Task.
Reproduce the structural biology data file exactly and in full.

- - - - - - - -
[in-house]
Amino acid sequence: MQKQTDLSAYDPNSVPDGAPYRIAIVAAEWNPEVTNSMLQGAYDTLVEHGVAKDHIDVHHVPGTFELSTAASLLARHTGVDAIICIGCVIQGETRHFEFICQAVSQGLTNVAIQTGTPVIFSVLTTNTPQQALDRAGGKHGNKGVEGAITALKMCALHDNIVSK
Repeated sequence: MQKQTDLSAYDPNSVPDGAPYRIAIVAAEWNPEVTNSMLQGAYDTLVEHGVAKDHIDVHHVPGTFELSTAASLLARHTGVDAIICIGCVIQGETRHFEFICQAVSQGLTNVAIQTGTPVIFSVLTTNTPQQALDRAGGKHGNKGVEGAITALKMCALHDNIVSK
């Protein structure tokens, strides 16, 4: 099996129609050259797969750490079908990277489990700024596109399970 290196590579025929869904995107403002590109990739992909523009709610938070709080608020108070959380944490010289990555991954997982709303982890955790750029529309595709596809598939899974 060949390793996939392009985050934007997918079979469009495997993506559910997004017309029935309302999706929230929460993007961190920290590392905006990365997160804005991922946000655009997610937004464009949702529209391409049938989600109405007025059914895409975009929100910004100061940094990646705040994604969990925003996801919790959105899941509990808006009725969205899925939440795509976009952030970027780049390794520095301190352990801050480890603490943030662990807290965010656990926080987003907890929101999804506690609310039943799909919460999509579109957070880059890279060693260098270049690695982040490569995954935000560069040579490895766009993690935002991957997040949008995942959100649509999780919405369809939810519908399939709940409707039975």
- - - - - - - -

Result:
[in-house]
Amino acid sequence: MQKQTDLSAYDPNSVPDGAPYRIAIVAAEWNPEVTNSMLQGAYDTLVEHGVAKDHIDVHHVPGTFELSTAASLLARHTGVDAIICIGCVIQGETRHFEFICQAVSQGLTNVAIQTGTPVIFSVLTTNTPQQALDRAGGKHGNKGVEGAITALKMCALHDNIVSK
Repeated sequence: MQKQTDLSAYDPNSVPDGAPYRIAIVAAEWNPEVTNSMLQGAYDTLVEHGVAKDHIDVHHVPGTFELSTAASLLARHTGVDAIICIGCVIQGETRHFEFICQAVSQGLTNVAIQTGTPVIFSVLTTNTPQQALDRAGGKHGNKGVEGAITALKMCALHDNIVSK
């Protein structure tokens, strides 16, 4: 099996129609050259797969750490079908990277489990700024596109399970 290196590579025929869904995107403002590109990739992909523009709610938070709080608020108070959380944490010289990555991954997982709303982890955790750029529309595709596809598939899974 060949390793996939392009985050934007997918079979469009495997993506559910997004017309029935309302999706929230929460993007961190920290590392905006990365997160804005991922946000655009997610937004464009949702529209391409049938989600109405007025059914895409975009929100910004100061940094990646705040994604969990925003996801919790959105899941509990808006009725969205899925939440795509976009952030970027780049390794520095301190352990801050480890603490943030662990807290965010656990926080987003907890929101999804506690609310039943799909919460999509579109957070880059890279060693260098270049690695982040490569995954935000560069040579490895766009993690935002991957997040949008995942959100649509999780919405369809939810519908399939709940409707039975």